In Defense of the Wine Critic

Yesterday I posted on the idea that wine critics are important. That they serve a purpose. Well, I get mail and comments on a regular basis in response to what serves as editorial here and this post was no exception. Interestingly, I got more mail in response to this post than there were comments. And almost all the mail was negative…that is, those writing had really very few nice things to say about the wine critic and their value to society. Here’s one of my favorites:

"Jesus, Tom. How much are you paid by Parker and the Spectator to push their swill on us. These people make a living on insecurity and nothing more. Their opinion of wine is no more important than that of the drunk in the street. We all  have our own tastes our own tastes are just as valid as he critics."

Here’s another example:

"Wouldn’t it be easier…and a whole lot more authentic…for us wine drinkers to just buy something, decide if we like it, then move on? I’ve found critics to be a waste of time and maybe even detrimental to the consumer. They’ve pushed the idea that wine is a number and a simple bowl of flavors. They’ve made wine more difficult to appreciate."

For the record, no, I don’t get paid by the critics to defend them.

However, critics do deserve defending.

Let’s start with the very idea of criticism. But let’s first define the word. "Criticism" should be understood as an assessment, not "you suck" finger pointing. The critic is assessing something. This is a pretty important distinction. The latter usually has little of value to offer. The former is an exploration.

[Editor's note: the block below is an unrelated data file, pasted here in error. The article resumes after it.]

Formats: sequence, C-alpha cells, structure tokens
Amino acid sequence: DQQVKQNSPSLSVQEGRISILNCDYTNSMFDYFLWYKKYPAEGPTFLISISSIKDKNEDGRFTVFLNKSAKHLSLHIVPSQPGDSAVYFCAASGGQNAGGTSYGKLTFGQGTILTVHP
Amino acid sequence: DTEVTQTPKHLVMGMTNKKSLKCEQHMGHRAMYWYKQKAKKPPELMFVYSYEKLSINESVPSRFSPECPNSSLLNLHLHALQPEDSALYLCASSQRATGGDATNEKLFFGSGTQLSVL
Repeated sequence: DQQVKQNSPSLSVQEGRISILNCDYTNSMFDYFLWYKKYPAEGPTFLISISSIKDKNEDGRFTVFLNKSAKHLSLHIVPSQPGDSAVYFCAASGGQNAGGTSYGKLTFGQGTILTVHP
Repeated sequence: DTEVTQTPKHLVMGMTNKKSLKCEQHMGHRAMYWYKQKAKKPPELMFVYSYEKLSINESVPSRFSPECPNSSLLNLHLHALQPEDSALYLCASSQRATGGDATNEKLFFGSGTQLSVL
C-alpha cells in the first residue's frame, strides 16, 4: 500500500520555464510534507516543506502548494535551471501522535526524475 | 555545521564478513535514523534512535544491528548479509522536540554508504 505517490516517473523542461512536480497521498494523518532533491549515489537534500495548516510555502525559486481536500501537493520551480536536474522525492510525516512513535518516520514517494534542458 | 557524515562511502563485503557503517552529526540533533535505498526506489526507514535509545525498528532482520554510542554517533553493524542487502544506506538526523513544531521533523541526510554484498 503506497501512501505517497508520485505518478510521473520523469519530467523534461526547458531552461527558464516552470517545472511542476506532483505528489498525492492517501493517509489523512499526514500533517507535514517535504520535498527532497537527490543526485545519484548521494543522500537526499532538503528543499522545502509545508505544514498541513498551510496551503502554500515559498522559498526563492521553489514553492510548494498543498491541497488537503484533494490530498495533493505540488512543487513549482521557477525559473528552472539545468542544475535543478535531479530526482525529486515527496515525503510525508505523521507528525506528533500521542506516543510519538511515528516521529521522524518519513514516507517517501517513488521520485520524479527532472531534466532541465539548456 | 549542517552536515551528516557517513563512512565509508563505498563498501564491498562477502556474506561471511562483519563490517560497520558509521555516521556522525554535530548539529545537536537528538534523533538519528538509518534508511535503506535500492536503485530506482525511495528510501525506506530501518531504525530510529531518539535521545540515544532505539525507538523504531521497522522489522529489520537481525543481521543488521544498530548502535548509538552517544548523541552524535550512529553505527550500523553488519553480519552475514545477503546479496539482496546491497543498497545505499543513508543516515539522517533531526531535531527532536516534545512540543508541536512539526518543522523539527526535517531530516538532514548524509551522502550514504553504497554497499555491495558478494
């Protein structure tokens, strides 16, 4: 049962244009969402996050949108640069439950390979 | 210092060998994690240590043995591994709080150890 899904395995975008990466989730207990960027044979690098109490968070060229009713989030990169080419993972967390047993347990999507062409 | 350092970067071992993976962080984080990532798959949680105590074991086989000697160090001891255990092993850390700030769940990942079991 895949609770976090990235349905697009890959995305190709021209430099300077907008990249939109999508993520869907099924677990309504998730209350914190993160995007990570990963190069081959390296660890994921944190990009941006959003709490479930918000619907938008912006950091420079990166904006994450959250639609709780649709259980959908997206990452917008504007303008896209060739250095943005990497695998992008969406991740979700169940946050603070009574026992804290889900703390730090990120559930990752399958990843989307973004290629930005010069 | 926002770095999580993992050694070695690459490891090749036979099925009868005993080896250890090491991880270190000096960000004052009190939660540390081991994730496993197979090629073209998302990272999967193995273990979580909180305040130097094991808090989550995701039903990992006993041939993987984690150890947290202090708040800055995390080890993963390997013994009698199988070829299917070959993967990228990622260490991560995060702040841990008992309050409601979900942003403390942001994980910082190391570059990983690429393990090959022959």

The very best critics truly love the object of their criticism. Movie, music, art, book, food and wine critics find themselves in the business of assessing something they truly love, something with which they have a intimate connection. You could argue, and and am, that criticism is one person’s attempt to improve the object of their affection. By praising or criticizing a movie or a piece of music they are asking the artist and those in the artist’s field to take note: someone is watching.

So what is the difference between the critic and the consumer? Education.

The best critics are far more aware of what led to the object of their critique than the average consumer. For example, the best wine critics can explain to their readers what makes this California Cabernet Sauvignon outside the mainstream, how it relates to Cabernets produced in the past, what techniques were employed to produce it and, often, what motivation the winemaker had in creating such a Cabernet.

But let’s be honest, these kind of critics, these learned, well-educated critics are few and far between. But then so is good criticism. However, a well-rendered critique of a movie or wine or book can often be more satisfying and more educational than the object of the critique when it is consumed or experienced without any middle man.

Yet today, wine criticism is mostly utilitarian. It is usually offered as advice: "Drink this, don’t drink that." It has been suggested that we really don’t need this kind of writing, that our own palates are the best source of this information. Others have suggested that rather than listening to someone recommend or critique a wine who has no knowledge of your own palate is of little value. It is suggested that you find a retailer who you can go to directly, who you can look in the face and tell them what you like so they can serve you directly.

This is a fine idea, but I fail to see the difference between the retailing critic and the critic in print…other than there is a different motivation at work that has to do with sales. This is not to say that good retailers won’t serve this purpose well. I know a number of them that serve this purpose for me.